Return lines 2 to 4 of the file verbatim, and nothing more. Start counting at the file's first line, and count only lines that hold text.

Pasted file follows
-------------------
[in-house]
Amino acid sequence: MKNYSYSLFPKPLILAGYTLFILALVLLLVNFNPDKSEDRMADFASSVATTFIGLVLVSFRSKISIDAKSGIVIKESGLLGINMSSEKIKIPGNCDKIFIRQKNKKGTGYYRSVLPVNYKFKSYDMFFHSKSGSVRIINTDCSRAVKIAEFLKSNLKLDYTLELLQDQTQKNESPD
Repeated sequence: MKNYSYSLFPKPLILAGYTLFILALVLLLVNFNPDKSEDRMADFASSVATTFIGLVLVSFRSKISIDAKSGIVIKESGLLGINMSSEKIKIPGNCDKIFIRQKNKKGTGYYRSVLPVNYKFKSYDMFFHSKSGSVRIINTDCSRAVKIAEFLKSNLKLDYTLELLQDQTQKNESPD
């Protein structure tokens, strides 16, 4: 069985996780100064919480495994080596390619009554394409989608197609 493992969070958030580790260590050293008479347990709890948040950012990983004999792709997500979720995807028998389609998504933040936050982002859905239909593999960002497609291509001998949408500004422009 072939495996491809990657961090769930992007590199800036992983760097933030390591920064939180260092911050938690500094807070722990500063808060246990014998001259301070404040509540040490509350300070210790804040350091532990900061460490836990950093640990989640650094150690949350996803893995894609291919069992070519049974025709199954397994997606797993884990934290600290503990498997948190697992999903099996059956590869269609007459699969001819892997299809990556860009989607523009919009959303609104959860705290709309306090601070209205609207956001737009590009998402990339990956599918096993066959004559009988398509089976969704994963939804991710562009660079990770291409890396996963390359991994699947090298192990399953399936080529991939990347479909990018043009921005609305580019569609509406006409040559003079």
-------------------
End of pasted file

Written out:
Amino acid sequence: MKNYSYSLFPKPLILAGYTLFILALVLLLVNFNPDKSEDRMADFASSVATTFIGLVLVSFRSKISIDAKSGIVIKESGLLGINMSSEKIKIPGNCDKIFIRQKNKKGTGYYRSVLPVNYKFKSYDMFFHSKSGSVRIINTDCSRAVKIAEFLKSNLKLDYTLELLQDQTQKNESPD
Repeated sequence: MKNYSYSLFPKPLILAGYTLFILALVLLLVNFNPDKSEDRMADFASSVATTFIGLVLVSFRSKISIDAKSGIVIKESGLLGINMSSEKIKIPGNCDKIFIRQKNKKGTGYYRSVLPVNYKFKSYDMFFHSKSGSVRIINTDCSRAVKIAEFLKSNLKLDYTLELLQDQTQKNESPD
């Protein structure tokens, strides 16, 4: 069985996780100064919480495994080596390619009554394409989608197609 493992969070958030580790260590050293008479347990709890948040950012990983004999792709997500979720995807028998389609998504933040936050982002859905239909593999960002497609291509001998949408500004422009 072939495996491809990657961090769930992007590199800036992983760097933030390591920064939180260092911050938690500094807070722990500063808060246990014998001259301070404040509540040490509350300070210790804040350091532990900061460490836990950093640990989640650094150690949350996803893995894609291919069992070519049974025709199954397994997606797993884990934290600290503990498997948190697992999903099996059956590869269609007459699969001819892997299809990556860009989607523009919009959303609104959860705290709309306090601070209205609207956001737009590009998402990339990956599918096993066959004559009988398509089976969704994963939804991710562009660079990770291409890396996963390359991994699947090298192990399953399936080529991939990347479909990018043009921005609305580019569609509406006409040559003079």